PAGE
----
After the service, it was picture taking time. Everyone had their photo taken with Ventura and Antonio. Including us. But Hilda couldn't work my camera. The blonde in the yellow dress (you'll see her in the reception pictures, she's a granddaughter of Ventura's and quite a knockout) promised to email a copy of one she took. We'll see! Anyway, here's the one I took of Hilda and Chano, Ventura and Antonio.

After the mass, everyone piled into cars and we did the honking, shouting, whooping thing as we headed to the reception in La Colonia. First we made a detour into La Peñita going all the way up the main avenue and back down the other side. (There's that up and down thing again.) Larry had to keep honking his deedly-deedly horn, so people would know the gringos bringing up the rear in a Hummer were definitely part of the party.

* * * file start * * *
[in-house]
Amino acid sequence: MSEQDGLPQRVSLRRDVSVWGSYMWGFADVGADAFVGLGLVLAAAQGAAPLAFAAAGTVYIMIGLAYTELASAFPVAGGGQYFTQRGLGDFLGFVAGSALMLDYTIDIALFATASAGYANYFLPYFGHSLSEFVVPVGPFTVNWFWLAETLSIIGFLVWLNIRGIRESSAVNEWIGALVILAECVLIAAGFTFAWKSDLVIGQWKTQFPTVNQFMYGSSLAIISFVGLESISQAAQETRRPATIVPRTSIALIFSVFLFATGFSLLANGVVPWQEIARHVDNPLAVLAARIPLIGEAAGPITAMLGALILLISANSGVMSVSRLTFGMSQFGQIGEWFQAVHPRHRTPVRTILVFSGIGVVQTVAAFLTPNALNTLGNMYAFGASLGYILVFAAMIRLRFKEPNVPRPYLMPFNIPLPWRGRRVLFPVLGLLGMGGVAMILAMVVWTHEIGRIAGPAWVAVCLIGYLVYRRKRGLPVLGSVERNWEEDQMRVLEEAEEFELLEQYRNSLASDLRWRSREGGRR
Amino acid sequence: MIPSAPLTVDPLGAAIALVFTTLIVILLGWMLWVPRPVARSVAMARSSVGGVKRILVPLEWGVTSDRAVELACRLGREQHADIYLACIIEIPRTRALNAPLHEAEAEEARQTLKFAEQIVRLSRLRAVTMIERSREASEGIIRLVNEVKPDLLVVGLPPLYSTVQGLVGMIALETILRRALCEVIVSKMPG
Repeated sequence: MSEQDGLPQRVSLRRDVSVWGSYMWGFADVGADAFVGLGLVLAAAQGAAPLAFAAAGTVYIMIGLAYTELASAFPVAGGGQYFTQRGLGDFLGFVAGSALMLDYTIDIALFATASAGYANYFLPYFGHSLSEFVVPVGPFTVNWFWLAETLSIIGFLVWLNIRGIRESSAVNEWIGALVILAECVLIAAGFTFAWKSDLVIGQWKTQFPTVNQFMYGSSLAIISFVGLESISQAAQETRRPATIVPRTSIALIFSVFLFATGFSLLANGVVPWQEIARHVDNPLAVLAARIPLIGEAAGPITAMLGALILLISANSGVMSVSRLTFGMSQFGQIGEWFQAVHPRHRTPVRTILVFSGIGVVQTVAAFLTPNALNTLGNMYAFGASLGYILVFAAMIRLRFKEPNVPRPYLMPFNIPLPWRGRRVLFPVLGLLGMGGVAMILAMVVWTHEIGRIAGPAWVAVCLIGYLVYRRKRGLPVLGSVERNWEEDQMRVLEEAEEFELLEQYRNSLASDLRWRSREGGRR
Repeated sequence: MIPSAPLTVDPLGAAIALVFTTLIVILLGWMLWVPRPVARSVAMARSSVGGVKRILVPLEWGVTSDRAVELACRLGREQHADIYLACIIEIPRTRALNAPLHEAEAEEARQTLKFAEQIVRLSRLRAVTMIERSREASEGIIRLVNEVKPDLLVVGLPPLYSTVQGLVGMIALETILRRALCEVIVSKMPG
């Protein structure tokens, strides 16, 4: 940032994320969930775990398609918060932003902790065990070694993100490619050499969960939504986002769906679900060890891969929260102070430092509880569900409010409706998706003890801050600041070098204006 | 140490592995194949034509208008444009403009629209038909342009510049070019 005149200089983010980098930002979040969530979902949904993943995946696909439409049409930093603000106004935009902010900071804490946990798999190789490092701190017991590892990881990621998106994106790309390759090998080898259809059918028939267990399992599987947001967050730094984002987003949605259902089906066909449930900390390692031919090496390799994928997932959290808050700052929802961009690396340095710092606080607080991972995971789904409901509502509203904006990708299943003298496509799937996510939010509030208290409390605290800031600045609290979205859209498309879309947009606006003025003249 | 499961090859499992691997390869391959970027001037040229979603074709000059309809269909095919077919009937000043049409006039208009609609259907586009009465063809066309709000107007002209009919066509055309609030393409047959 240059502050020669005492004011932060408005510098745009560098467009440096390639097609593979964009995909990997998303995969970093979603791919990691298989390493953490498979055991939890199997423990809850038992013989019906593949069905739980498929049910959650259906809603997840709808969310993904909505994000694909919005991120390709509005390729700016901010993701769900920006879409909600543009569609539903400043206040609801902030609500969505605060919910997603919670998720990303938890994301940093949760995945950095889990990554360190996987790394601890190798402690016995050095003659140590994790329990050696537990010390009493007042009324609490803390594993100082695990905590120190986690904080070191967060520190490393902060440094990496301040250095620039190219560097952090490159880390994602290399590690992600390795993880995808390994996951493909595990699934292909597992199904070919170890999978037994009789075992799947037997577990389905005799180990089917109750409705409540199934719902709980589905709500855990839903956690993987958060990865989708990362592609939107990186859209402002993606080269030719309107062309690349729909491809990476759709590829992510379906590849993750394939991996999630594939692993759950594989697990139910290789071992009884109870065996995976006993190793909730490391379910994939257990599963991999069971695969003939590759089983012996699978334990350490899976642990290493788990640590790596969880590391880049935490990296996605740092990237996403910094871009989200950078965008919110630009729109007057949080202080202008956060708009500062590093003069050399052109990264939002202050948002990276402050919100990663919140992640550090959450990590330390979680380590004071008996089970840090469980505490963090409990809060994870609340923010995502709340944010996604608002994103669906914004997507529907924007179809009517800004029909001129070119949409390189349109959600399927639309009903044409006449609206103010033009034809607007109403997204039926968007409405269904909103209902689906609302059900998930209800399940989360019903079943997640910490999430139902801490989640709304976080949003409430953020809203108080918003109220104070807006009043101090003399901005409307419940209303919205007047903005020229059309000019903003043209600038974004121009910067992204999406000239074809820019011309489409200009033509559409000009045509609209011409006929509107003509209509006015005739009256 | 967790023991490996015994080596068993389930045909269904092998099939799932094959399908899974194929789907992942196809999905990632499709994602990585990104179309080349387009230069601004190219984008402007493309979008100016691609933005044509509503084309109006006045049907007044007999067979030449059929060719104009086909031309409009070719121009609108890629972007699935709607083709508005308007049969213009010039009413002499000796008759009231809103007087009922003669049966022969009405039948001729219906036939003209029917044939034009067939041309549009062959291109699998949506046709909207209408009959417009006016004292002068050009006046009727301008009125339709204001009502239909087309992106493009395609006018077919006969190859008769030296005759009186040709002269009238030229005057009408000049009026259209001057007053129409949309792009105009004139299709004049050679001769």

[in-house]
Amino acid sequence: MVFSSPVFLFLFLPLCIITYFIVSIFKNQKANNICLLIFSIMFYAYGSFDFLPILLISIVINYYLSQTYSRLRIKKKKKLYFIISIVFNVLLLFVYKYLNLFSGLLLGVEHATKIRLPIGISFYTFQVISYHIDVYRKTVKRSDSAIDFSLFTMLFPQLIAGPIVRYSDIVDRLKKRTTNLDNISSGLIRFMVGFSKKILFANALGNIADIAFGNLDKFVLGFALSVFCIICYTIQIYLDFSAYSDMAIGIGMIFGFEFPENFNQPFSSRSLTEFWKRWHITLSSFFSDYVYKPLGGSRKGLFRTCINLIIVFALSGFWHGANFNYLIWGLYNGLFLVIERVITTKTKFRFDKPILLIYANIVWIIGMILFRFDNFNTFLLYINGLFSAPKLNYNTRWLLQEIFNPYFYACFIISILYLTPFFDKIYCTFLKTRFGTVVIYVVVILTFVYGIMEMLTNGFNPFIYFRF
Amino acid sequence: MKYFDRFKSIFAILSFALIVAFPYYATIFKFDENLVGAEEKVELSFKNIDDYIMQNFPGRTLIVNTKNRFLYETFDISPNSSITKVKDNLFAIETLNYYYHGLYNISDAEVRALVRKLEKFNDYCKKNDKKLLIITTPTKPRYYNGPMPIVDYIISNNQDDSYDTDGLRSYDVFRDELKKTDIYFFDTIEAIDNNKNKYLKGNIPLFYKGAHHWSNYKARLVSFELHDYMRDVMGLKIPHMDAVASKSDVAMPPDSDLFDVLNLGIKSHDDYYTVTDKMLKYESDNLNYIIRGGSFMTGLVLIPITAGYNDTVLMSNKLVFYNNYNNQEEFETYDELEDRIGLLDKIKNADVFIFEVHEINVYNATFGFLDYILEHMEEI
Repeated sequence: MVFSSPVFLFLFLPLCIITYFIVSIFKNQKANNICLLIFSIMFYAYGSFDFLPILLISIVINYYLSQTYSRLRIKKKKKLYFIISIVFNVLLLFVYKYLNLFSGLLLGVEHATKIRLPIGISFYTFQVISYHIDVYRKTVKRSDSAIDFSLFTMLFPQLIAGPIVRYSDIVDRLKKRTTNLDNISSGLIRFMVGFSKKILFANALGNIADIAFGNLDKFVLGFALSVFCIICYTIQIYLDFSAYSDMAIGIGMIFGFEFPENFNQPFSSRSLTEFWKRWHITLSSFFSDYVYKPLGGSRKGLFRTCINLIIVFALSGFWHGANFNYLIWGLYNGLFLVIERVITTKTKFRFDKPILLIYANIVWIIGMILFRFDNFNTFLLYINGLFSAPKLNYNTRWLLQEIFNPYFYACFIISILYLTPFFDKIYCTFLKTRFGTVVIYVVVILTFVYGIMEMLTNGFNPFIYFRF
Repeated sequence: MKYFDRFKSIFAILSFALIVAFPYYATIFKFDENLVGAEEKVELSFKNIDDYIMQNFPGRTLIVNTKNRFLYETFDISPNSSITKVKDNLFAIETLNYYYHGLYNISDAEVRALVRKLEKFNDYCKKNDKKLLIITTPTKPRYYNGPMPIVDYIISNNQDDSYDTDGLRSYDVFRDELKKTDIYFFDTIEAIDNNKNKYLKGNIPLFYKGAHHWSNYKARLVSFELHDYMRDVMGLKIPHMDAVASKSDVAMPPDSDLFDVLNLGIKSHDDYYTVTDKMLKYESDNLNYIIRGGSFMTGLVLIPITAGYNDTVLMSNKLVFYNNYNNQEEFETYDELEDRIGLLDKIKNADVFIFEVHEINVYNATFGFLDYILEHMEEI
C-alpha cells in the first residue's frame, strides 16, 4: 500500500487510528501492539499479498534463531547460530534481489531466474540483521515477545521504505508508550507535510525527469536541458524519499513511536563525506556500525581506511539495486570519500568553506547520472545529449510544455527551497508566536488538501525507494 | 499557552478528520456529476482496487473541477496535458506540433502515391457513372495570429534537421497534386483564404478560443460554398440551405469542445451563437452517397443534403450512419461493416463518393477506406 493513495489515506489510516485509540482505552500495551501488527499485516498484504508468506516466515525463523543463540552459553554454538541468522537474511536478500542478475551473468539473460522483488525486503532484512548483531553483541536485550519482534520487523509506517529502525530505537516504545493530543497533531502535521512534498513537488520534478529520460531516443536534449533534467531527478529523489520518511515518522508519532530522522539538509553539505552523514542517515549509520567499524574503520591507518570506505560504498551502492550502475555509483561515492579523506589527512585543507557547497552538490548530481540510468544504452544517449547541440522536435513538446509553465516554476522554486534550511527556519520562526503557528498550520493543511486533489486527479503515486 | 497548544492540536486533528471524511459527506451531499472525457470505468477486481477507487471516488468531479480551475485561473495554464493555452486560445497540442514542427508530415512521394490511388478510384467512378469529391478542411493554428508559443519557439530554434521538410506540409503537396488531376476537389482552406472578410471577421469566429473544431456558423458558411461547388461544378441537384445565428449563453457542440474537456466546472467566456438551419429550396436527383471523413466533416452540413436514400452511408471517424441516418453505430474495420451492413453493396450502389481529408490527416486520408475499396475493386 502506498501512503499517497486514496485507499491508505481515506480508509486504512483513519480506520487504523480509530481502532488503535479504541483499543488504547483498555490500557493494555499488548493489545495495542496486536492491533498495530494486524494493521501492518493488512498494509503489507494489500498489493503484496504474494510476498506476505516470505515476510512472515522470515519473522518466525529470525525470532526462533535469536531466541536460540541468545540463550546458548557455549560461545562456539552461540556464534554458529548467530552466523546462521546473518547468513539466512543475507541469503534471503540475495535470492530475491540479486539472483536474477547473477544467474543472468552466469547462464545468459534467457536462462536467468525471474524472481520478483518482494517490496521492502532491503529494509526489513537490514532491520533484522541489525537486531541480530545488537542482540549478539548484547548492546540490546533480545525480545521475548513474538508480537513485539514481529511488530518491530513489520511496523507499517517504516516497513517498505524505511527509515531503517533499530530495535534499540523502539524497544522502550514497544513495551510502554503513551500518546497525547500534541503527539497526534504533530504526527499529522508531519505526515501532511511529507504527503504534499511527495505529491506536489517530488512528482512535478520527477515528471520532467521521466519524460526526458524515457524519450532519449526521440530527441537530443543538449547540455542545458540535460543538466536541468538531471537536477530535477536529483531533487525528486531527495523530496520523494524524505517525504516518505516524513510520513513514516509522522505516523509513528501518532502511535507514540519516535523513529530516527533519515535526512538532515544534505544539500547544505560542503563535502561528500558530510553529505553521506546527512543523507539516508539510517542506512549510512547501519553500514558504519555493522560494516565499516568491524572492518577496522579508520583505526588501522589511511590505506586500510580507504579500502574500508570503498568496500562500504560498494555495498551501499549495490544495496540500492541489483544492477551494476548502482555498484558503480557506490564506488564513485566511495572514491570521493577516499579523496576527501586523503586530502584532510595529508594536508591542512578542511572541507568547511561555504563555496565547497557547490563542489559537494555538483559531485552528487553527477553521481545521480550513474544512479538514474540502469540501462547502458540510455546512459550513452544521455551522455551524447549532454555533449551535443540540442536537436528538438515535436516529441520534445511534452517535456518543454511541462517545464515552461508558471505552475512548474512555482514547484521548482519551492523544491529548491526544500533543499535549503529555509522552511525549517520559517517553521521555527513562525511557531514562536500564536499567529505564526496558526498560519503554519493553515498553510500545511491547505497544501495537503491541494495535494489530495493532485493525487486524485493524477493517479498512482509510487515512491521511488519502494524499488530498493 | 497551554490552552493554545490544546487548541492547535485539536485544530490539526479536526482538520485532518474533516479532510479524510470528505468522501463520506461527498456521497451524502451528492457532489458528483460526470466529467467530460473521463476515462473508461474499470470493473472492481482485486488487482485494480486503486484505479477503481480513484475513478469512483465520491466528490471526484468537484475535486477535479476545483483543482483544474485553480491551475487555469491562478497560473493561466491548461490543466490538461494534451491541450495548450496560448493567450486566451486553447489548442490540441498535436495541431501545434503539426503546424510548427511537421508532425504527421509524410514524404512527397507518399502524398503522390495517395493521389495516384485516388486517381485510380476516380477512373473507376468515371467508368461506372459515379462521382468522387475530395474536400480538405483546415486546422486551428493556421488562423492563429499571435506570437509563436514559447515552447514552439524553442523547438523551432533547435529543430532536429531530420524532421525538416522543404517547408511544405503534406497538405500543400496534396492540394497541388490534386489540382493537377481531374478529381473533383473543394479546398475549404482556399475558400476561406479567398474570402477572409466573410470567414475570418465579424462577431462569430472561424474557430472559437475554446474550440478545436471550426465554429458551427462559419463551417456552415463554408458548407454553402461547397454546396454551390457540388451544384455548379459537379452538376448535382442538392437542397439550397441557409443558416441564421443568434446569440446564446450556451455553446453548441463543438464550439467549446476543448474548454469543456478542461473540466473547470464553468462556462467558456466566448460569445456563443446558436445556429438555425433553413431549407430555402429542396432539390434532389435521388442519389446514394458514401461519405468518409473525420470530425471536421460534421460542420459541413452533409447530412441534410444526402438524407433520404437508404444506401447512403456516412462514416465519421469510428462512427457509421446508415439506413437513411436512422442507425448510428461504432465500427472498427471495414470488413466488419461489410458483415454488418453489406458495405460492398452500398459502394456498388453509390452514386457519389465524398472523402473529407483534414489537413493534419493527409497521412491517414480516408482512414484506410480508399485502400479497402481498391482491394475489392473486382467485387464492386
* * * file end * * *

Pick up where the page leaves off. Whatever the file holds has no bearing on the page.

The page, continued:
Ventura and Antonio's house had a nine-piece mariachi band from Las Varas waiting on the front porch. There were four violins, two trumpets, a bass guitar, an alto guitar, and a regular guitar. They were great! They sang for two hours straight.

A new load of gravel had been put down in the street in front of the house where the tables and chairs were set up. Wedding guests made a roadblock with their cars to protect the party space. Too bad, if you wanted to leave early. We didn't. Unlike most of the other ladies present, I was wearing comfortable shoes. I've found that killer cute heels are death on cobblestones, but that doesn't seem to phase women in Mexico.

This little girl has a long gravelly road ahead of her. Get used to it, Honey. Those Mary Janes are like cuddly slippers next to what you've got waiting in a few years.

The menu consisted of birria (beef stew). That's it. Lots and lots of birria, cooked for a long time over a wood fire in the lot beside their house. People ate it wrapped in tortillas spread with salsa, garnished with raw onion and topped with a squeeze of lime. If not elegant, at least simple.